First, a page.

sed -e s,,$DOMAIN_NAME,g < cloudbees-core.yml > tmp && mv tmp cloudbees-core.yml

  6. Create the namespace for CloudBees Core, label it, and use it from now on (3 commands):
    kubectl create namespace cloudbees-core-pks
    kubectl label namespace cloudbees-core-pks name=cloudbees-core-pks
    kubectl config set-context $(kubectl config current-context) --namespace=cloudbees-core-pks

  7. (Optional) Create self-signed certificate to enable SSL termination at the Ingress level:

    Create a server.config file with the DOMAIN NAME from earlier:

    [ req ]
    [ req_distinguished_name ]
    L="San Jose"

    Create the certificate request: openssl req -config server.config -new -newkey rsa:2048 -nodes -keyout server.key -out server.csr
    Create the certificate: openssl x509 -req -days 365 -in server.csr -signkey server.key -out server.crt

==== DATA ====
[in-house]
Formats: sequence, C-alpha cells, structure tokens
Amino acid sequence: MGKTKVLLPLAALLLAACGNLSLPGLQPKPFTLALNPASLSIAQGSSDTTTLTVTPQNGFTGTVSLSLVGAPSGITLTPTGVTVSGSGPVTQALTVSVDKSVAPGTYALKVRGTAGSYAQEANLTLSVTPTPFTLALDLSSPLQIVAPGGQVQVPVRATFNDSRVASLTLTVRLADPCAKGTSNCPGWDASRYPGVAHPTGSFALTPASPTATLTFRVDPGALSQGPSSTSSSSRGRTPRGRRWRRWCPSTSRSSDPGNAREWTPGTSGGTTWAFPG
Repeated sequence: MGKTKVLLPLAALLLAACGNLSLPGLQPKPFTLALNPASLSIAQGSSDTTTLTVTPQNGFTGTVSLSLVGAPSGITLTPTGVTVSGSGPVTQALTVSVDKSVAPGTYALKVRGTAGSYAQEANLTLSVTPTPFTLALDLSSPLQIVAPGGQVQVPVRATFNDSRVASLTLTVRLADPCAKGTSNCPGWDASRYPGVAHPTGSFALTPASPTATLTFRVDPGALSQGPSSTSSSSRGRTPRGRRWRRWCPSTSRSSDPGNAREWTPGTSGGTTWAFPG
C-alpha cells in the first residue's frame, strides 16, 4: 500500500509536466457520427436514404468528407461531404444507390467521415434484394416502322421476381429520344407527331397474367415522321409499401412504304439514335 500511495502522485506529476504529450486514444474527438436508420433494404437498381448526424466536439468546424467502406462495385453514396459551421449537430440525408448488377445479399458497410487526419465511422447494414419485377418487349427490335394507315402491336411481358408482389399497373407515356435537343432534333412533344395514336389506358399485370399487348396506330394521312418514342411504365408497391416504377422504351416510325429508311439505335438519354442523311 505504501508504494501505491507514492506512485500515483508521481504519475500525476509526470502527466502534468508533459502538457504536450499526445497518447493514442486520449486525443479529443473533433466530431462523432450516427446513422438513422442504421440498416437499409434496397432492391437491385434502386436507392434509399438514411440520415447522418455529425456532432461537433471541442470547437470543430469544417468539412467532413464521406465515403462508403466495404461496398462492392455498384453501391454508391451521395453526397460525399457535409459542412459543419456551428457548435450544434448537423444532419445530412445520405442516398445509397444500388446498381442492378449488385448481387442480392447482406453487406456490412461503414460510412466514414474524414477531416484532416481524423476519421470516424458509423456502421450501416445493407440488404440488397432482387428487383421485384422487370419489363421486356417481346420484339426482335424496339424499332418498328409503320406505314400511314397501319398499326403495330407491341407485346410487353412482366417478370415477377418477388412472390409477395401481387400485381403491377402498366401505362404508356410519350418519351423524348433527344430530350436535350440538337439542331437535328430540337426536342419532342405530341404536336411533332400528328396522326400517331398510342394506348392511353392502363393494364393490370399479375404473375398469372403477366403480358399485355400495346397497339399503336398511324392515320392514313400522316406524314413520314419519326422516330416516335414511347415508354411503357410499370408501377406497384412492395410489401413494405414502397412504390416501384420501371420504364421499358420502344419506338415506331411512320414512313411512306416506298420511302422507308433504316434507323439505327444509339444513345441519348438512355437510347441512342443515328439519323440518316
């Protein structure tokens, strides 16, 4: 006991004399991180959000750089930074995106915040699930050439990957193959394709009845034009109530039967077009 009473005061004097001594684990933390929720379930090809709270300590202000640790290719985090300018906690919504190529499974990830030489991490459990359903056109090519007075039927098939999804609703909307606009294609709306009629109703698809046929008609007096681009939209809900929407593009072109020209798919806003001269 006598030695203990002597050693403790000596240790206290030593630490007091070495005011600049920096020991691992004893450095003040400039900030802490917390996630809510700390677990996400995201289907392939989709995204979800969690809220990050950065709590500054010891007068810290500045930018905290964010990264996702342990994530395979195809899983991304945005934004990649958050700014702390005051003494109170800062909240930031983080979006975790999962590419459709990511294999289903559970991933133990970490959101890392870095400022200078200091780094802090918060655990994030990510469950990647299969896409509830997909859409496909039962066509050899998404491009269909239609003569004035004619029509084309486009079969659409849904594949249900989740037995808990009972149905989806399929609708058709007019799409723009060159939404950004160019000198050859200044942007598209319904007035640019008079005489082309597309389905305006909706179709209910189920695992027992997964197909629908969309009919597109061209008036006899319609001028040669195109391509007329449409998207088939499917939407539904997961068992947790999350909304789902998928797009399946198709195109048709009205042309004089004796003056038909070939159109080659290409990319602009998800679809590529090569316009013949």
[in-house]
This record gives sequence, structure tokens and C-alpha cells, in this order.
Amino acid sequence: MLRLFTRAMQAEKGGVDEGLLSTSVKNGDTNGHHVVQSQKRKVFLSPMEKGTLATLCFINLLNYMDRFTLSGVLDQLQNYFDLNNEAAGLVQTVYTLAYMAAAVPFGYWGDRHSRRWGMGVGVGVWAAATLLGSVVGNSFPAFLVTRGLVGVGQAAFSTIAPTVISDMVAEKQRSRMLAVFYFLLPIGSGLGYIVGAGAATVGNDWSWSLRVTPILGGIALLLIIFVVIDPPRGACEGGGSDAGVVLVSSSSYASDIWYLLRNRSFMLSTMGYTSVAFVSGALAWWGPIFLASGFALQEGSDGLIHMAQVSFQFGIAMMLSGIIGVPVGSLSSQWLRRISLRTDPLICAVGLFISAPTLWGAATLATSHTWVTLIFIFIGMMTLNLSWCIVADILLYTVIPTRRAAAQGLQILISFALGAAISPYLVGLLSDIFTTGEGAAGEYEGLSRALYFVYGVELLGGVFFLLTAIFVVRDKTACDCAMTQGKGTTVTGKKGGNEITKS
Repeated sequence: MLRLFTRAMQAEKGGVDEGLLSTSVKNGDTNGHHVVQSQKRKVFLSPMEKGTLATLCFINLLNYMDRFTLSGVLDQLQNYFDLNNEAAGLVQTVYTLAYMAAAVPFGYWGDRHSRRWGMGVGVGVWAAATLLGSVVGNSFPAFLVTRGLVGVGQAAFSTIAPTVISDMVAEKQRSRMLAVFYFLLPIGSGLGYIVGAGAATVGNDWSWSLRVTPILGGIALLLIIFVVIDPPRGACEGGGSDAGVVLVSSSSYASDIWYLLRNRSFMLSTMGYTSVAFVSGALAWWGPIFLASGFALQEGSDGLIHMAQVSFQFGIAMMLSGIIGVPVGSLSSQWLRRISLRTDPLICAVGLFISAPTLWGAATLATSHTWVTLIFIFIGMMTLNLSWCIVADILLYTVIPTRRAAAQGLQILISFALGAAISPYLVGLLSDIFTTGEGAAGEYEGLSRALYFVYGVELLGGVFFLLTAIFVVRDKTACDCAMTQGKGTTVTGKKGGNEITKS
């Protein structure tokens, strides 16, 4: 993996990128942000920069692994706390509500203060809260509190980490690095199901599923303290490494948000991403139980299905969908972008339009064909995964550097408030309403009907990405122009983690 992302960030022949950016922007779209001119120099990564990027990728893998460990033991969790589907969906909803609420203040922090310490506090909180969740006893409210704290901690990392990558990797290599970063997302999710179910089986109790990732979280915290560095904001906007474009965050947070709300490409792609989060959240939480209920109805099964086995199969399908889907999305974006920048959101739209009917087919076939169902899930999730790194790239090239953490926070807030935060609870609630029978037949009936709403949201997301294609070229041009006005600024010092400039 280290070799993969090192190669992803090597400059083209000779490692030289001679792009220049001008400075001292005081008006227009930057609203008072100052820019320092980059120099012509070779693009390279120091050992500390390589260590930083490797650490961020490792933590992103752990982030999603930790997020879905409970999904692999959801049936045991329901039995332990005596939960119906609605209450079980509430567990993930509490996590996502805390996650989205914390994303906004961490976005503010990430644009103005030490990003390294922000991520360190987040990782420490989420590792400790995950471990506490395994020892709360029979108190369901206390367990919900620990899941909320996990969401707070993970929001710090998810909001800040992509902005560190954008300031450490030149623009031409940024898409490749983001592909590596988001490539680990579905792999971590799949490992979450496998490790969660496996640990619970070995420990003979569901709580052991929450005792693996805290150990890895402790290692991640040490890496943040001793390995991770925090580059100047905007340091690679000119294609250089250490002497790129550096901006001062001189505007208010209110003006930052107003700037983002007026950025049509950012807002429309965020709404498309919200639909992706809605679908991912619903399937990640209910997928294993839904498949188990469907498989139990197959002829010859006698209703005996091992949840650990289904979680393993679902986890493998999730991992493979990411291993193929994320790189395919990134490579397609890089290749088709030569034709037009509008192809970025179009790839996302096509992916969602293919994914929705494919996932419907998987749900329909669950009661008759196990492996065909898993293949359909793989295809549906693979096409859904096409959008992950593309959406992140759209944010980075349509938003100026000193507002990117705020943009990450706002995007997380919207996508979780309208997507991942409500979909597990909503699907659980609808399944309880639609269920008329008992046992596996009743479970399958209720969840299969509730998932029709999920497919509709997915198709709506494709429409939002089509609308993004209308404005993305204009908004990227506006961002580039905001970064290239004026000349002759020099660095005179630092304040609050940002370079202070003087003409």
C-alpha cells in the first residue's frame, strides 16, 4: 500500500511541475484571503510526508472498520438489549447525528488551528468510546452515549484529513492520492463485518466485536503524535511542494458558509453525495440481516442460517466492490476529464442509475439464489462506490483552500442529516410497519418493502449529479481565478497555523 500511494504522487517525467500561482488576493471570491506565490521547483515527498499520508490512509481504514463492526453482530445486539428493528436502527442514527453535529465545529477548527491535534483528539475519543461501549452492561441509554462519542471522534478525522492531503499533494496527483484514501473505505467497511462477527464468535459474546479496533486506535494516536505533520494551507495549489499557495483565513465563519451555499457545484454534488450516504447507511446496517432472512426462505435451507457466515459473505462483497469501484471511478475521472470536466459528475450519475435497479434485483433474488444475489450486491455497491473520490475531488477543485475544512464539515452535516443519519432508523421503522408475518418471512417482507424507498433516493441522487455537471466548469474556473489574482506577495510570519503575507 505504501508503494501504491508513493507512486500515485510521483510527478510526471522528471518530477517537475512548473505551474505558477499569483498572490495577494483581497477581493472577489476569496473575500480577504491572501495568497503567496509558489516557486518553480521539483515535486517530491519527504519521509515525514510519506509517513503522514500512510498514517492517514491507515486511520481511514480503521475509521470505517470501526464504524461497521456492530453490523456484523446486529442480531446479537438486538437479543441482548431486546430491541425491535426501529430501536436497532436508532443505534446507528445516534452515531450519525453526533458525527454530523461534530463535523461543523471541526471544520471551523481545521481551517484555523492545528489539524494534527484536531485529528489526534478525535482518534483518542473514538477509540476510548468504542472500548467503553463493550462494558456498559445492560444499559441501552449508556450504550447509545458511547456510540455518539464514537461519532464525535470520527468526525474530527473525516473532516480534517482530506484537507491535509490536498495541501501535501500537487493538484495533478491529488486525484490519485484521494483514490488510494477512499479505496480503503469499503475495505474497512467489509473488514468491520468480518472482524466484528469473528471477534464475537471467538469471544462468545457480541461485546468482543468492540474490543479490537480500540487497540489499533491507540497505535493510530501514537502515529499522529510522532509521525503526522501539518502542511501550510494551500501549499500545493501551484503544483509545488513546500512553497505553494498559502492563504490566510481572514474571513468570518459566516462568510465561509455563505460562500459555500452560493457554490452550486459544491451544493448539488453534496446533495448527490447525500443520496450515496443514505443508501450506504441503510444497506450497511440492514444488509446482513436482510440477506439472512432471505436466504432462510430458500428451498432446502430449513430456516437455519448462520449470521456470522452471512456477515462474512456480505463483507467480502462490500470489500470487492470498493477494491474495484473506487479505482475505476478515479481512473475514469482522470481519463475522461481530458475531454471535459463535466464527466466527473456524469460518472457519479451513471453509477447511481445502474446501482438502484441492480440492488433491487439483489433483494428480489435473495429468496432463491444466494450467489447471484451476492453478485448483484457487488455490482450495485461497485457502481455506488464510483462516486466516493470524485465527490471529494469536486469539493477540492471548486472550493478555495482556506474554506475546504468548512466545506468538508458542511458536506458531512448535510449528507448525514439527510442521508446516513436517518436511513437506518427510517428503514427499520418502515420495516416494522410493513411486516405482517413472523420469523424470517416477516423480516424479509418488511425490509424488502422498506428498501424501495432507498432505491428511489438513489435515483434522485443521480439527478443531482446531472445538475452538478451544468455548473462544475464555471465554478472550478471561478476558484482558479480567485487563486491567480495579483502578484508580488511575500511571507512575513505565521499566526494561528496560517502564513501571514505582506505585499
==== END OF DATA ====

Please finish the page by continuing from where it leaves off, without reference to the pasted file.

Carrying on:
Add the certificate and key as a Kubernetes secret:
    kubectl create secret tls cloudbees-core-pks-tls --cert=server.crt --key=server.key
    Update the following section of cloudbees-core.yml according to the instructions:

    # To enable SSL offloading at ingress level, uncomment the following 5 lines
    #- hosts:
    #  -
    #  # Name of the secret containing the certificate to be used
    #  secretName: cje-example-com-tls
  8. Apply cloudbees-core.yml to your cluster:
    kubectl apply -f cloudbees-core.yml

  9. Monitor the status of Operations Center: kubectl rollout status sts cjoc

  10. From a web browser, navigate to https://<DOMAIN_NAME>/cjoc to launch the setup wizard.